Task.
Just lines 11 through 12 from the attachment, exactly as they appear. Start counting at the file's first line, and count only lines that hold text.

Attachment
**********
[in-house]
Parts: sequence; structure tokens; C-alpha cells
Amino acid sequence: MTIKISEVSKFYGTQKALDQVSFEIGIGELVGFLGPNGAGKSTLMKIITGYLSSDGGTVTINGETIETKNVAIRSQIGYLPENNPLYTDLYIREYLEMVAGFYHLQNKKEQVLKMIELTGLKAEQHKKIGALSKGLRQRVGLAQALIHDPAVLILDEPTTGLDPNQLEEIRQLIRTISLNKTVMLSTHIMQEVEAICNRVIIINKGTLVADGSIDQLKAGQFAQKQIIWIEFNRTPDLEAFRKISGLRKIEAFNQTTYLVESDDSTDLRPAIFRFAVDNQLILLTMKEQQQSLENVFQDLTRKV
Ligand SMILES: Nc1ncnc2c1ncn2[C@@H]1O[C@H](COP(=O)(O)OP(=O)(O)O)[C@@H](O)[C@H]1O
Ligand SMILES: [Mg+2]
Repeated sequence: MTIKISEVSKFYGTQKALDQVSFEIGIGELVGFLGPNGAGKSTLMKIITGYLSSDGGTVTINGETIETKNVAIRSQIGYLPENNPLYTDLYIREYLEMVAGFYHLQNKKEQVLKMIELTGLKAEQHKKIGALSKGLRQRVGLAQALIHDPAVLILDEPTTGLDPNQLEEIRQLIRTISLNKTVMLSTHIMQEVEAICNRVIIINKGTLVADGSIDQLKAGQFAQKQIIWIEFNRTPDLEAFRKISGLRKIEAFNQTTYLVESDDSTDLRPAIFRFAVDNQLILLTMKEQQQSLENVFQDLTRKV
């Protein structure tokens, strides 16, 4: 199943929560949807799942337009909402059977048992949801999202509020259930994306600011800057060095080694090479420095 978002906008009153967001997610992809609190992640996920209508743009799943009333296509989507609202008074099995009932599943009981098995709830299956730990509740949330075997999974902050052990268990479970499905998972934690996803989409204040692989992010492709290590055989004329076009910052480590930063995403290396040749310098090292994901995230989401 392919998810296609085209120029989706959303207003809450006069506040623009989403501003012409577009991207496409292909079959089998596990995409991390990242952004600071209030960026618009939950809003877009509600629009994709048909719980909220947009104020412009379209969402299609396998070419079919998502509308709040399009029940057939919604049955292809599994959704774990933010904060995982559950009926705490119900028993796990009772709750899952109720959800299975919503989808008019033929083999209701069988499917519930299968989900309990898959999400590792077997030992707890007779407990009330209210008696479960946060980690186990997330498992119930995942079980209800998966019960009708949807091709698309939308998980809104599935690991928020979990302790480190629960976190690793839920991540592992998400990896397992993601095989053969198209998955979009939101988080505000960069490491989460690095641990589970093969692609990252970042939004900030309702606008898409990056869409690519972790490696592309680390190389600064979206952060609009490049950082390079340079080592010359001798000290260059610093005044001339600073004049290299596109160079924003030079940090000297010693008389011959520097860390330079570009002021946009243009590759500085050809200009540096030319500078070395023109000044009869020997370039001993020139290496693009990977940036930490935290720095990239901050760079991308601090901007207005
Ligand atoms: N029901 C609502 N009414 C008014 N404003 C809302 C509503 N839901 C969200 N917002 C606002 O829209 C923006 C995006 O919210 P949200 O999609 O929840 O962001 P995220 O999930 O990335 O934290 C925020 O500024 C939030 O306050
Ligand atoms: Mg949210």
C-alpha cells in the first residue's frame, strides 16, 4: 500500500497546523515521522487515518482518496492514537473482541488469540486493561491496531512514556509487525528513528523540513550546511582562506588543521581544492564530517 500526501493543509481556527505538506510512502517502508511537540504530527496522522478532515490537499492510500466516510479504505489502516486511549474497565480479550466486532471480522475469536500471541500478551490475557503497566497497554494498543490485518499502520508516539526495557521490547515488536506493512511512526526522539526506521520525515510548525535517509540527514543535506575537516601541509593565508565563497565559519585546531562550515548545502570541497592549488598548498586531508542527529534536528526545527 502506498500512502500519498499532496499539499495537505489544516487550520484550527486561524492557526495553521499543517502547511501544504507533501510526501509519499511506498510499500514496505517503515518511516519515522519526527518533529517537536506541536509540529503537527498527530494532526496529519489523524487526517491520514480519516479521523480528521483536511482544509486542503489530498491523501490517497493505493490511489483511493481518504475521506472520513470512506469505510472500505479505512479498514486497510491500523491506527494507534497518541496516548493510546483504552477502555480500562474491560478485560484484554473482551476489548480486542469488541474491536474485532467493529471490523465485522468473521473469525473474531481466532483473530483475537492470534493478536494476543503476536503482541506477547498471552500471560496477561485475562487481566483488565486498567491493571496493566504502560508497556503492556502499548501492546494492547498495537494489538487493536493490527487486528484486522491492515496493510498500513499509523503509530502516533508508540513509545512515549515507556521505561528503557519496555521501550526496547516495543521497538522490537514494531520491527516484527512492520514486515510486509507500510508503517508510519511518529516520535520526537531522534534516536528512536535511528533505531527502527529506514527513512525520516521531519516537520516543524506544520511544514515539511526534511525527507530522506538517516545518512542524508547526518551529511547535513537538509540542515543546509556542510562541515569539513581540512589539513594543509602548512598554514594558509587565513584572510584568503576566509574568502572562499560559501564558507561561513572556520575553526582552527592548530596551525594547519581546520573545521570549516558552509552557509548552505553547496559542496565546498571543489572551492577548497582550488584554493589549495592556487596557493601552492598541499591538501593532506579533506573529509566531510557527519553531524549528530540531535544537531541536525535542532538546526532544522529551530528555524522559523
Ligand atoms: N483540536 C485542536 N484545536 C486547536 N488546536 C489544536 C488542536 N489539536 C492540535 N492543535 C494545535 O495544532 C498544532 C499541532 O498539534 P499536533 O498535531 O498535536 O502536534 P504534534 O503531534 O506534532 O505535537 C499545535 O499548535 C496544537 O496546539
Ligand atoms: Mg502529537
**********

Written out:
Ligand atoms: N483540536 C485542536 N484545536 C486547536 N488546536 C489544536 C488542536 N489539536 C492540535 N492543535 C494545535 O495544532 C498544532 C499541532 O498539534 P499536533 O498535531 O498535536 O502536534 P504534534 O503531534 O506534532 O505535537 C499545535 O499548535 C496544537 O496546539
Ligand atoms: Mg502529537